Get the latest news on coronavirus impacts on general aviation, including what AOPA is doing to protect GA, event cancellations, advice for pilots to protect themselves, and more. Read More
Already a member? Please login below for an enhanced experience. Not a member? Join today
Menu

Garmin releases new Smart Rudder BiasGarmin releases new Smart Rudder Bias

Auto-correcting for engine-out asymmetric thrust

Editor's note: This article was updated December 17 to correct the model of autopilot Smart Rudder Bias works with. We regret the error.

Garmin has added an upgrade—Smart Rudder Bias—to GFC 600 autopilots installed as retrofits in Beechcraft Baron 58 and 58A models, as well as a number of Piper Navajos. The feature is part of Garmin’s family of Autonomi automated flight technologies, which also includes Electronic Stability and Protection (ESP) and Autoland.

Garmin has added an upgrade—Smart Rudder Bias—to GFC 600 autopilots installed as retrofits in Beechcraft Baron 58 and 58A models, as well as a number of Piper Navajos. Smart Rudder Bias works in the background and automatically applies corrective rudder forces in engine-out situations. Photo courtesy of Garmin.

Intended for use in piston twins, Smart Rudder Bias works in the background and automatically applies corrective rudder forces in engine-out situations. The system is approved for certain Beechcraft Barons and Piper PA–31 Navajos equipped with Garmin’s G500 TXi or G600 TXi primary flight displays, as well as Garmin’s GFC 600 digital autopilot with the yaw axis option. Aircraft without the yaw axis option can install a yaw servo to make the automatic rudder correction operable.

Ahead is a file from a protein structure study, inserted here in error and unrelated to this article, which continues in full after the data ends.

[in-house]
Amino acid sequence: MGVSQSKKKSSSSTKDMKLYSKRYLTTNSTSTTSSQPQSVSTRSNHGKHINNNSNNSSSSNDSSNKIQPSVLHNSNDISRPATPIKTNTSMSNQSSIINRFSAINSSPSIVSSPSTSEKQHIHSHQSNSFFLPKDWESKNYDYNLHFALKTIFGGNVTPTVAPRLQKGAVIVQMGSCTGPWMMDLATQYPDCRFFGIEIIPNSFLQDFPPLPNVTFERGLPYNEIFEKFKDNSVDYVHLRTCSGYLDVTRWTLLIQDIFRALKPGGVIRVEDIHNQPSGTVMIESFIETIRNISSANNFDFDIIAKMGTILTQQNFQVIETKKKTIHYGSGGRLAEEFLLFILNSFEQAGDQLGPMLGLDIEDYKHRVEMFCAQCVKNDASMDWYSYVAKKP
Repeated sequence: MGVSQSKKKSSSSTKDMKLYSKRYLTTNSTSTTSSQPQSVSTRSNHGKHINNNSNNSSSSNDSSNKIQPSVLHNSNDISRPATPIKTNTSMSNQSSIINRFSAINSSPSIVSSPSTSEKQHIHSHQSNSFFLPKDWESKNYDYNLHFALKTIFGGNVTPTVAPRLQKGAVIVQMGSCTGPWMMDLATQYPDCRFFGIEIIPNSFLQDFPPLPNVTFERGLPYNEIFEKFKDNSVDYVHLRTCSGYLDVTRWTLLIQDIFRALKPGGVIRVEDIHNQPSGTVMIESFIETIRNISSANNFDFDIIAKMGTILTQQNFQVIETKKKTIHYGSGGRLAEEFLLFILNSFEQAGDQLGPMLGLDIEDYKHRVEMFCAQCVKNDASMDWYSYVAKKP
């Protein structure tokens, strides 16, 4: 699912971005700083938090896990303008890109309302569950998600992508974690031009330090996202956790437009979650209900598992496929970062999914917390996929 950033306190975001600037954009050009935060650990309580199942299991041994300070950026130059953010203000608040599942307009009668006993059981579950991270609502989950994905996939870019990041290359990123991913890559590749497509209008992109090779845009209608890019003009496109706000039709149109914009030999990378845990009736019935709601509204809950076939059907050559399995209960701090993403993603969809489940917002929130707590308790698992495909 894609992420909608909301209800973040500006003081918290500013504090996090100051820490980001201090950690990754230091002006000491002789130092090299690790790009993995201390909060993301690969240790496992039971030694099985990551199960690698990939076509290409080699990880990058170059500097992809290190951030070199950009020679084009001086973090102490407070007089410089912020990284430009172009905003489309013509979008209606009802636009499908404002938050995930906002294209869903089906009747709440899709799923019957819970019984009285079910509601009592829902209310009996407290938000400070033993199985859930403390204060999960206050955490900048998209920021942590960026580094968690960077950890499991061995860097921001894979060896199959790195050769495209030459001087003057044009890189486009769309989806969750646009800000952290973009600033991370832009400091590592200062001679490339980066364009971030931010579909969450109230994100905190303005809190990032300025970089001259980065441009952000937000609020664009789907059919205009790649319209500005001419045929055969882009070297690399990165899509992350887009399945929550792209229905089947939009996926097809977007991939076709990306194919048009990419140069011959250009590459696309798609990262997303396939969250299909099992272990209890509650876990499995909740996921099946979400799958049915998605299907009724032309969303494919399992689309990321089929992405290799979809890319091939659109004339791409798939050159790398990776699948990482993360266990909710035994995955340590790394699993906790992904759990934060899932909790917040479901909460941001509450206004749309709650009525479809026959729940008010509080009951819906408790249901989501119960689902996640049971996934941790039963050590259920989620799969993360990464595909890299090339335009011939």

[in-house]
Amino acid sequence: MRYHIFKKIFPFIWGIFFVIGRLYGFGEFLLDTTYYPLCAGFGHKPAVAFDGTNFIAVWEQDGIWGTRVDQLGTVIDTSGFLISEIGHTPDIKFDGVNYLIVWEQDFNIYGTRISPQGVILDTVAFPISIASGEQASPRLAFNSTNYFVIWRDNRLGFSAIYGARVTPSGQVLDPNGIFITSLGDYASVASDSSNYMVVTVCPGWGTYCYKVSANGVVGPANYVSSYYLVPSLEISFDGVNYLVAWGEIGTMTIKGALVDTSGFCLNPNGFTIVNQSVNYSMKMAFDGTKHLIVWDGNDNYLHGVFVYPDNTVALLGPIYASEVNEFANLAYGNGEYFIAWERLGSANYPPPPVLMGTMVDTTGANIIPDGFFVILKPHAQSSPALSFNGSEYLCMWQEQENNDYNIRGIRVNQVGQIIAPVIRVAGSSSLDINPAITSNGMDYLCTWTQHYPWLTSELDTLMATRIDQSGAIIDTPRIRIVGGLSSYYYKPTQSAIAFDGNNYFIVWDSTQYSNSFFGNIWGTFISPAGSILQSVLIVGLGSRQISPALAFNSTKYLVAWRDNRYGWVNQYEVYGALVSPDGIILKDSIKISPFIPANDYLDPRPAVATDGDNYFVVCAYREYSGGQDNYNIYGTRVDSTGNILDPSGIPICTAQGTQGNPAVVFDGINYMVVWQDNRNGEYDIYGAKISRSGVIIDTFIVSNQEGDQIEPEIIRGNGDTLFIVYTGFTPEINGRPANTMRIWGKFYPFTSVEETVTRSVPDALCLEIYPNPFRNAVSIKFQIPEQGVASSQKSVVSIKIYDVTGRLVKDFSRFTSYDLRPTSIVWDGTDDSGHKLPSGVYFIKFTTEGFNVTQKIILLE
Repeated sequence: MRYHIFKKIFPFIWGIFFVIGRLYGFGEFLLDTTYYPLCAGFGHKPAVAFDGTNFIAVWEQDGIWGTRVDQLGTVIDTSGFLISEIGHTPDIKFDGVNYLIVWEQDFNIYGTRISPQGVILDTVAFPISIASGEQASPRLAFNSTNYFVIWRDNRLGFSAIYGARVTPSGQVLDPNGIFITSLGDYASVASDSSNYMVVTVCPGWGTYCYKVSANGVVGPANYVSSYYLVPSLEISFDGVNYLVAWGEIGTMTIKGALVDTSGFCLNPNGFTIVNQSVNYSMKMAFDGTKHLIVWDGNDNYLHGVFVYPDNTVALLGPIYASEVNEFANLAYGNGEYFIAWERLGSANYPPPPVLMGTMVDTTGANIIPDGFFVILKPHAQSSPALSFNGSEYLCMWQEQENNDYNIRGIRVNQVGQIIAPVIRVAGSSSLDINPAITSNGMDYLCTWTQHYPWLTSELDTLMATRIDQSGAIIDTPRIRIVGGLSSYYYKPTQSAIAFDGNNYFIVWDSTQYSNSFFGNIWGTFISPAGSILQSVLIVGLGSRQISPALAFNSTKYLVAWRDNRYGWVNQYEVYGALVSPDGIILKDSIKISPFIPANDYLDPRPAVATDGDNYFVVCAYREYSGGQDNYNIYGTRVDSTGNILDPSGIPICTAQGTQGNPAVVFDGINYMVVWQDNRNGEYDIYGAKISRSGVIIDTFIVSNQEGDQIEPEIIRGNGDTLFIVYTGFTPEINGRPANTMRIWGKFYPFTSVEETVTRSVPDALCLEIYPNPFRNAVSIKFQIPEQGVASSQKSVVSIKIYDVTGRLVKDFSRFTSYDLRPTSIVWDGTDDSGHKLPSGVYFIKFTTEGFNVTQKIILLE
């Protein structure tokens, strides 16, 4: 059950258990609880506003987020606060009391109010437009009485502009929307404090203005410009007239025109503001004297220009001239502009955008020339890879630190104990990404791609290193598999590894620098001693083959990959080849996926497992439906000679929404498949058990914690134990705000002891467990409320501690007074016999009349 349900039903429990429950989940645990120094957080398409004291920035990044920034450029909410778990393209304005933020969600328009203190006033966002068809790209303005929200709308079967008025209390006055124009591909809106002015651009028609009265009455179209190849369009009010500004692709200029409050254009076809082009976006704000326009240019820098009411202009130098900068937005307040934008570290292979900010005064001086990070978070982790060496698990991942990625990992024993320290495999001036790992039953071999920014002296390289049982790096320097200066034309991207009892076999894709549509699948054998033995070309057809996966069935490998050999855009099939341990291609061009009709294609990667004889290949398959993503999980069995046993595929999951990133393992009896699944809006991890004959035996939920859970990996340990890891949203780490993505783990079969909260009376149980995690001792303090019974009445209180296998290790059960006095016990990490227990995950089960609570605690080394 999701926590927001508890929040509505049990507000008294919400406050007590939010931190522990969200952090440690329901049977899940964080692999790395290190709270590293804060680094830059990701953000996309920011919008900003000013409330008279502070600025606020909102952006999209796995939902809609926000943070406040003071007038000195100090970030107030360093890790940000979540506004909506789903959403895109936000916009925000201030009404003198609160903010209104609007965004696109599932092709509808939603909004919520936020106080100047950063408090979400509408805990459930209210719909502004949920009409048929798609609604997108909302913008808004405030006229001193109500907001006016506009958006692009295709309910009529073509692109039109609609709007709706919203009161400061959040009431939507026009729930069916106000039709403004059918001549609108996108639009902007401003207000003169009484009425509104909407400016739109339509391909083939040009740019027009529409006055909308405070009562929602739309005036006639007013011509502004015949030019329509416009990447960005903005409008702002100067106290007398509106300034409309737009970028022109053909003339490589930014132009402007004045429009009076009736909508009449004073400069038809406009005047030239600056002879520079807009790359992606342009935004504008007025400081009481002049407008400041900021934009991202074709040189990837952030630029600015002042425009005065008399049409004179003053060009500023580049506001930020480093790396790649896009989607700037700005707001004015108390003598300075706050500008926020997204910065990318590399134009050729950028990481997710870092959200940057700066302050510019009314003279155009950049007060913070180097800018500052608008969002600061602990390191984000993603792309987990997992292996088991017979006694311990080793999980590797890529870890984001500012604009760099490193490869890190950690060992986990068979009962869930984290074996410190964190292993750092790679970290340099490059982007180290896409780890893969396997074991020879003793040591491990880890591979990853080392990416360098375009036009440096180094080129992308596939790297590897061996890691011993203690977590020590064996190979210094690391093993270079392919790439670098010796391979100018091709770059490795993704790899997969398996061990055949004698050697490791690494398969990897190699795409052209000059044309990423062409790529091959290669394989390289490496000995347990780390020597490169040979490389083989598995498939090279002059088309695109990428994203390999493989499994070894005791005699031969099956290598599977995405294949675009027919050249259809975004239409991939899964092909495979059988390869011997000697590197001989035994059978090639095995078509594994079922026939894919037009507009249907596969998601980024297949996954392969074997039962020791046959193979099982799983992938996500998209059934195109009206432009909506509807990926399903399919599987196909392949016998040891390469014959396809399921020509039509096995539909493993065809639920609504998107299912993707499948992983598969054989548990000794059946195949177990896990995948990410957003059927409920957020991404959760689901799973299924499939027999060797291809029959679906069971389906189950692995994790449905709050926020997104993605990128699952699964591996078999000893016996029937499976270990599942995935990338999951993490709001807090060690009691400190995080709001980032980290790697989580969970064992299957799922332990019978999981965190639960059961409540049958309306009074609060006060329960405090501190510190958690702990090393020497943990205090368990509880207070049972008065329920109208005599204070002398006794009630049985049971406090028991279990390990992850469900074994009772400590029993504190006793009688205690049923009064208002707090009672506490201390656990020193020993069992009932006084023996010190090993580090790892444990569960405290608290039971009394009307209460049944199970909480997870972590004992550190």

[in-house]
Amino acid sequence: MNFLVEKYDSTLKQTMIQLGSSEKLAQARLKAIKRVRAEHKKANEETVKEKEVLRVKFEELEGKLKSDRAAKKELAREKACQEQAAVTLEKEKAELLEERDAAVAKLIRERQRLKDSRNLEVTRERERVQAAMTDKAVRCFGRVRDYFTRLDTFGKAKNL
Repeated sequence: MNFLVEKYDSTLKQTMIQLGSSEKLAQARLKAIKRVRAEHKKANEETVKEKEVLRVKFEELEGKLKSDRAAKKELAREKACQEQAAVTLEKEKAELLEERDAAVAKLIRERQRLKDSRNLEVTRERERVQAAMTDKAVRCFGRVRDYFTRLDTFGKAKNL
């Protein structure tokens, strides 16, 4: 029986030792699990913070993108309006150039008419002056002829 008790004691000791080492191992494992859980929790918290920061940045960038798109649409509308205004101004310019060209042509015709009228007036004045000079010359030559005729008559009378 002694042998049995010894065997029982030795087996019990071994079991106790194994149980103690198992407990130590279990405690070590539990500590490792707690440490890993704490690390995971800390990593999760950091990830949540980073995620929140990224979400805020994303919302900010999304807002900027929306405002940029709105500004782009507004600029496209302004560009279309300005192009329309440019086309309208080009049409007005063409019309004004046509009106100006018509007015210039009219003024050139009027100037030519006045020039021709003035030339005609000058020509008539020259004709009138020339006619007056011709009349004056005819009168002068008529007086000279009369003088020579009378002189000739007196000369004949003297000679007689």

The system does not provide autofeather functions, nor does it include or require Garmin’s Autoland—which is currently certified only on the Cirrus SF50 Vision Jet, TBM 940, and Piper M600.

Initially certified for Smart Rudder Bias are the Baron 58 and 58A, and the Piper PA–31-300, PA–31-310, PA–31-325, and PA–31-325-CR Navajos. Garmin says future certifications will follow.

The system automatically arms as the airplane reaches its published minimum control airspeed with an inoperative engine (VMC) during the takeoff run. After that, the system monitors the engine indication system and activates when it detects a predetermined power differential between the engines. Using the autopilot servos, rudder force dynamically adjusts to help the pilot manage the sideslip caused by the power imbalance. A yellow annunciator identifies the inoperative engine, as do annunciations on the G500 TXi or G600 TXi.

An enhanced, modified version of Garmin’s ESP envelope-protection software also kicks in during engine-out situations. ESP operates independently of the autopilot, preventing excessive roll tendencies and raising the wing with the inoperative engine. In addition, ESP’s underspeed protection nudges the airplane’s nose downward at a safe margin above VMC, preserving airspeed and preventing a loss of control.

For training situations where practicing engine-out procedures is a priority, a switch is provided to turn off Smart Rudder Bias.

Carl Wolf, Garmin vice president of aviation sales and marketing, said, “With the introduction of Smart Rudder Bias technology, working together with the other Garmin systems onboard, pilots can react to an engine failure by quickly and accurately detecting the issue while simultaneously receiving automatic assistance applying the correct flight control input—providing an additional safety tool not seen before in twin-engine piston aircraft.”

Thomas A. Horne

Thomas A. Horne

AOPA Pilot Editor at Large
AOPA Pilot Editor at Large Tom Horne has worked at AOPA since the early 1980s. He began flying in 1975 and has an airline transport pilot and flight instructor certificates. He’s flown everything from ultralights to Gulfstreams and ferried numerous piston airplanes across the Atlantic.
Topics: Avionics

Related Articles